Atanu Dey explains what Dutch Disease is (quoting from a website):
In 1959 a large reservoir of natural gas was discovered in the Netherlands, which by 1976 earned that country revenues of some $2 billion in addition to an estimated $3.5 billion of savings in imports. By the mid 1970s, gross corporate investment had fallen by 15% since the start of the decade, while employment in manufacturing had declined by 16%. The total level of unemployment had risen from a modest 1.1% to 5.1%, while the share of profits in national income which had averaged 16.8% in the 1960s had fallen to 3.5% in the first half of the 1970s. While the first oil crisis had a devastating effect on most of the western industrial base, why did The Netherlands, with its new-found fortune in natural gas, fare worse than most?
This process of de-industrialisation of the existing manufacturing base was attributed to the upward pressure that the energy discovery placed on the Guilder and the wage rate, and was dubbed the Dutch Disease. Since then, the term’s use has widened considerably to encompass any situation whereby a country’s apparent good economic fortune ultimately proves to have a net detrimental effect.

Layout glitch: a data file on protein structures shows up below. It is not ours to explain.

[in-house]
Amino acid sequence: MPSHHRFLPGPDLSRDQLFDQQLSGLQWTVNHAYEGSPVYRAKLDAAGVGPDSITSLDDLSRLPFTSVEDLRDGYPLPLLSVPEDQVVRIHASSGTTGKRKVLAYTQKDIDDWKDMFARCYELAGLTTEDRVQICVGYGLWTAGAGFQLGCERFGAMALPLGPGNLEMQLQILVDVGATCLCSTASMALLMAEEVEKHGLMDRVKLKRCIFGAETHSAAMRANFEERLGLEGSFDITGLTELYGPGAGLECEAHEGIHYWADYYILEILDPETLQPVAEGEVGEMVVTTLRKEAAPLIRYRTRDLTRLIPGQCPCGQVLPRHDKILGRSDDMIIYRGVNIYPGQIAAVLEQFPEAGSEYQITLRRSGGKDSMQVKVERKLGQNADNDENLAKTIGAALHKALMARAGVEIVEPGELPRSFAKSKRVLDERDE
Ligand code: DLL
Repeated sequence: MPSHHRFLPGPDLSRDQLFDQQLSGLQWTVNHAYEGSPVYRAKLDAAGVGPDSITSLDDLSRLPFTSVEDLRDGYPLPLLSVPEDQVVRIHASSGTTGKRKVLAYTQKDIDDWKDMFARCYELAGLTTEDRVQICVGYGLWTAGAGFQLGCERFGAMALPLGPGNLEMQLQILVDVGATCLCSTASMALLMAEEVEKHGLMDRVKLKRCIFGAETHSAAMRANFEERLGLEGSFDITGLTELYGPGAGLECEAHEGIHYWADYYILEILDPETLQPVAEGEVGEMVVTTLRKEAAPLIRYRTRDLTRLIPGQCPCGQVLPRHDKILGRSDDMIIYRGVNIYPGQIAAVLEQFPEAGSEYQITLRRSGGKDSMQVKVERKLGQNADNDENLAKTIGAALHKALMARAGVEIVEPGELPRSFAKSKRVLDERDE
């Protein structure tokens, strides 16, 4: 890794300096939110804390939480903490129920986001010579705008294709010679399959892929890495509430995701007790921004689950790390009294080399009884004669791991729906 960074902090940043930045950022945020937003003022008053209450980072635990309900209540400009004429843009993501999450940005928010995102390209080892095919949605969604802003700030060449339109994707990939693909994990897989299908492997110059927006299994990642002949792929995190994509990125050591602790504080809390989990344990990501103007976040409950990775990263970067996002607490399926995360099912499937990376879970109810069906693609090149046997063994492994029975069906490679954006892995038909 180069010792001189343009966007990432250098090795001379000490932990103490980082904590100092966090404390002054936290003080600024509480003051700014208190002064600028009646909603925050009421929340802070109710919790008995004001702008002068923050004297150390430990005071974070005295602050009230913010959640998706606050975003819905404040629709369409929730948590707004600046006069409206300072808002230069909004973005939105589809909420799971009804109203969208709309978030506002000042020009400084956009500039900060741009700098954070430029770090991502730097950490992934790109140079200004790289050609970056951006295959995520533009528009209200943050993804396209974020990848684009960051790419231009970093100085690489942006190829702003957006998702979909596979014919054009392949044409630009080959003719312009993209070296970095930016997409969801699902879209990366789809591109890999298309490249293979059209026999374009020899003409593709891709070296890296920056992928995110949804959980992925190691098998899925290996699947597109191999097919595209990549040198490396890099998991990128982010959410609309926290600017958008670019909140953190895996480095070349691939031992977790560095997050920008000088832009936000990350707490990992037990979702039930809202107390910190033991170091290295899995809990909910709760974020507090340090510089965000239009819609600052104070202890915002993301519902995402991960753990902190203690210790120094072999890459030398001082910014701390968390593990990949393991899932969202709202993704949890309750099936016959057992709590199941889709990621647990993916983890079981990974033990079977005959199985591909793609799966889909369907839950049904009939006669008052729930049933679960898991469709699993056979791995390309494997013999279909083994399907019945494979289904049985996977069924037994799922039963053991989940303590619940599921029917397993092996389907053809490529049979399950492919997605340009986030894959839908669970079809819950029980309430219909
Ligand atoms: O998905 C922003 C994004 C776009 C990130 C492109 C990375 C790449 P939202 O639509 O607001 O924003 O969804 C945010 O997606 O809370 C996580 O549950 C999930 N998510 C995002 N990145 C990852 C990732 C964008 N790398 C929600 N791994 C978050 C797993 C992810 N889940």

..and wonders if India could suffer from it: “India is a two-sector economy: the urban educated sector and the rural uneducated sector. The latter forms the base of the huge pyramid and toils away at a subsistence existence. The urban sector is seeing a boom what with BPO and ITES and all sorts of stuff. Policy makers, politicians, journalists, management gurus, TV reporters, and everyone and his brother are totally wrapped up in this incredible phenomenon. India, they all scream, has arrived. Having convinced themselves of that, they focus entirely on that part of the urban sector that is involved in the boom. This leads to a shocking neglect of the larger rural sector. Then when the boom runs out of steam, the country is worse off than what it would have been without the boom at all.”
I would tend to agree with Atanu. The boom that we are seeing is in pockets of India. That is a good start, but we cannot forget the 70% of India that is largely unimpacted. India needs balanced, all-round growth. Maybe in the coming year, India’s politicians will think about the rural populace since they will be voting.